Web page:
In the American tradition of overdosing on vitamins in pill form instead of eating actual foods packed with the nutrients themselves, fish oil is one of our favorite go-to accompaniments to our disgusting junk food habit. In fact, it’s become the third-most ingested supplement in the U.S., presumably because we believe it’s doing something. Turns out, it’s not.
According to a report in the Well blog at the New York Times, fish oil has long been praised for improving heart health and reducing the risk of stroke, when neither of those things are exactly true.
From 2005 to 2012, at least two dozen rigorous studies of fish oil were published in leading medical journals, most of which looked at whether fish oil could prevent cardiovascular events in high-risk populations. These were people who had a history of heart disease or strong risk factors for it, like high cholesterol, hypertension or Type 2 diabetes.
All but two of these studies found that compared with a placebo, fish oil showed no benefit.
If we can’t trust Big Vitamin, who can we trust?
Sure, the omega-3s that you find in your fish oil supplement may logically appear to contribute to a reduction in heart disease and blood clots. As the Times puts it, “Omega-3s can also reduce inflammation, which plays a role in atherosclerosis.” Yeah, okay, that’s one thing. But in large-scale studies fish oil contributes to that cause very negligibly. Most of our info on the stuff is completely out of date, having been set into the vitamin canon during studies of the late 90s, when our understanding of cardiovascular health was very different. You gotta be kidding us:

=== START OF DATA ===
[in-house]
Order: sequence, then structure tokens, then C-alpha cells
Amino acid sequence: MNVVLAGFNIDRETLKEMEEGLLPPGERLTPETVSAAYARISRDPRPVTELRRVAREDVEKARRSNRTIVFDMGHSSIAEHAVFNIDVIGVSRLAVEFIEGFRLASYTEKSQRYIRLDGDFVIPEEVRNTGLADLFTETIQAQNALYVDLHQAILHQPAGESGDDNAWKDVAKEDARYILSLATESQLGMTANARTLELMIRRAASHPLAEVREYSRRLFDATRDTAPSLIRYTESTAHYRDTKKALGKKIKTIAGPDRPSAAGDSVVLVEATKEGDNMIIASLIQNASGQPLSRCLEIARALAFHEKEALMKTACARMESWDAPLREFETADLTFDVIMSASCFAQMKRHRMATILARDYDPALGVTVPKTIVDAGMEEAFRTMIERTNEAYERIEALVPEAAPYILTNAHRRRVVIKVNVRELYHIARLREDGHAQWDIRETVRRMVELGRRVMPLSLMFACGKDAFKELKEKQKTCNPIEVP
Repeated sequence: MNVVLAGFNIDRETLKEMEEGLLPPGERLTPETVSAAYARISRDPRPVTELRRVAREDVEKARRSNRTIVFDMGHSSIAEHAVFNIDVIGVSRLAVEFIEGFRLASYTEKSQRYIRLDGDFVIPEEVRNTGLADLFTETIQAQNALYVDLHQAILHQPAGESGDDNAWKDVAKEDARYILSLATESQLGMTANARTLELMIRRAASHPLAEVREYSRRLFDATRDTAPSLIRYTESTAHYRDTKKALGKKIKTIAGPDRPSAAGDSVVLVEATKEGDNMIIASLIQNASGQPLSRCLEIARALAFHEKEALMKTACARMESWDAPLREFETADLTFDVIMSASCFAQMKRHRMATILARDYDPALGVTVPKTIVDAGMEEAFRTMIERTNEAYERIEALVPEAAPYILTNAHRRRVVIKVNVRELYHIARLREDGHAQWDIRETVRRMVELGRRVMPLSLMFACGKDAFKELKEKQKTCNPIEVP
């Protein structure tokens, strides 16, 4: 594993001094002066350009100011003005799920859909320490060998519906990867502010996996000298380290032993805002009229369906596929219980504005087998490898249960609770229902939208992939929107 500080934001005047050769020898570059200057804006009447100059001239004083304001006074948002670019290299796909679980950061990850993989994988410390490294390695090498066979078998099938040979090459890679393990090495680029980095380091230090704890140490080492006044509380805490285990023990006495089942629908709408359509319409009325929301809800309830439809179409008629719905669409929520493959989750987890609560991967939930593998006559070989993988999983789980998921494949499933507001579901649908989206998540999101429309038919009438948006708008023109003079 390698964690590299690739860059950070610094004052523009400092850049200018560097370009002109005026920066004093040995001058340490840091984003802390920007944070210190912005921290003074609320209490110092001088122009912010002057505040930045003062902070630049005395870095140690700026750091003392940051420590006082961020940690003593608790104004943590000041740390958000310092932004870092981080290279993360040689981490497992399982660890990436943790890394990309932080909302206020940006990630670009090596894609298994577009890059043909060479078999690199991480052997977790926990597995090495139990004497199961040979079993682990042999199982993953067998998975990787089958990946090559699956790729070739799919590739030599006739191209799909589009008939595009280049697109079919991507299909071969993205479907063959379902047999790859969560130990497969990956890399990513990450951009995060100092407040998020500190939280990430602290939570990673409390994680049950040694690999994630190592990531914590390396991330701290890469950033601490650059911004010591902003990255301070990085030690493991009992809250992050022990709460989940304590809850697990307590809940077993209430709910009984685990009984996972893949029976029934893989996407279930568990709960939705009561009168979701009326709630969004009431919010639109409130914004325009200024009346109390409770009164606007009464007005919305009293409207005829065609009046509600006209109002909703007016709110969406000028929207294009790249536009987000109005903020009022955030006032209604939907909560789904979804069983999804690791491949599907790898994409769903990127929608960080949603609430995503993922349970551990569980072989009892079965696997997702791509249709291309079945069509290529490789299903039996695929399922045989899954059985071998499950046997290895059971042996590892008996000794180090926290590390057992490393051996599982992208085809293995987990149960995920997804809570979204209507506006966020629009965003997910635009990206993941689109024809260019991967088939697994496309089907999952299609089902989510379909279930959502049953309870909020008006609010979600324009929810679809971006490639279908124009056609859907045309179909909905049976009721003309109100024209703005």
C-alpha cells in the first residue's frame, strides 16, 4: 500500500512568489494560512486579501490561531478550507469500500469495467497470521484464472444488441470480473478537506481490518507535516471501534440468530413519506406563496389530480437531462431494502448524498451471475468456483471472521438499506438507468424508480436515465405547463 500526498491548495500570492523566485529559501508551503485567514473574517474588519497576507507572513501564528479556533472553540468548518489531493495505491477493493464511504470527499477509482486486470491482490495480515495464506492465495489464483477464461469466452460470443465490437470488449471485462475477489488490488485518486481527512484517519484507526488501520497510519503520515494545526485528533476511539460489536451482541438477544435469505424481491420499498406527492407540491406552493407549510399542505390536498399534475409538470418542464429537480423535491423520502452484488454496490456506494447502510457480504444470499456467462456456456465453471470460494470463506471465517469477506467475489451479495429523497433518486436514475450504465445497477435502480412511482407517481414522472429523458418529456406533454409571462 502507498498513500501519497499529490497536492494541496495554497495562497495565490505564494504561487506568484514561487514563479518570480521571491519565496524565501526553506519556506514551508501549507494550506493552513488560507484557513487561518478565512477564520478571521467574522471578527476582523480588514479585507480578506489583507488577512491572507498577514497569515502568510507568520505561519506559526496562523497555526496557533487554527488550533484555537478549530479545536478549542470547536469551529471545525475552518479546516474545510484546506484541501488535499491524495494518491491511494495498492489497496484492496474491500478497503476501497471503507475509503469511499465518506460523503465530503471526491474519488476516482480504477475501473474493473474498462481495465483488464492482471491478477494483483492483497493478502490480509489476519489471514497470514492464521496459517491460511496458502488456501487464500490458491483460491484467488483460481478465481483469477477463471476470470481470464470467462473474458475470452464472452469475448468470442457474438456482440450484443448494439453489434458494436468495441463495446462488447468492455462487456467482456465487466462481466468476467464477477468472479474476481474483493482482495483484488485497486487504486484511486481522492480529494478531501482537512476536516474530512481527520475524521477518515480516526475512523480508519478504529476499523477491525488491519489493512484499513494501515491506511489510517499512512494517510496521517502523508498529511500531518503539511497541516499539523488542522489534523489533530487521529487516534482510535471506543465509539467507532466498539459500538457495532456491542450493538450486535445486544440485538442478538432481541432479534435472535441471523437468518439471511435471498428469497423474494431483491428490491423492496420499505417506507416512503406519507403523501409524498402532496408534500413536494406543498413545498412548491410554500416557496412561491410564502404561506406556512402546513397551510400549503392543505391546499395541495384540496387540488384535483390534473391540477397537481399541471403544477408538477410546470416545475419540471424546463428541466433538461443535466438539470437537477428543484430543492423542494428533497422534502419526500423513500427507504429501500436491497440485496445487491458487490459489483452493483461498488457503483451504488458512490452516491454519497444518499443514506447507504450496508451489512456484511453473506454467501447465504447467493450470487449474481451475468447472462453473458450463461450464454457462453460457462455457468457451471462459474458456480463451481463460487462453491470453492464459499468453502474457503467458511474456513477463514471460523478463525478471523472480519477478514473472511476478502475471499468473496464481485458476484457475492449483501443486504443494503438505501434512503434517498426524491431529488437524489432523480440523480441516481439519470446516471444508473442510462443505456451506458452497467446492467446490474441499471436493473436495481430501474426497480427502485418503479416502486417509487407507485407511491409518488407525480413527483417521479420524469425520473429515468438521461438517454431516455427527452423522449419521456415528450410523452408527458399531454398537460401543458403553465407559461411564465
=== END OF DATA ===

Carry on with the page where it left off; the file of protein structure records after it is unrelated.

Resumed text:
“But since then, there has been a spate of studies showing no benefit,” said Dr. James Stein, the director of preventive cardiology at University of Wisconsin Hospital and Clinics. Among them was a clinical trial of 12,000 people, published in The New England Journal of Medicine in 2013, that found that a gram of fish oil daily did not reduce the rate of death from heart attacks and strokes in people with evidence of atherosclerosis.
The chief of preventive medicine at Brigham and Women’s Hospital in Boston, Dr. JoAnn Manson, claims that the jury is still out, and that fish oil could helpfully contribute to prevention of other diseases such as cancer and depression. But for now, maybe just eat a fatty fish or two.
Fish Oil Not So Perfect After All.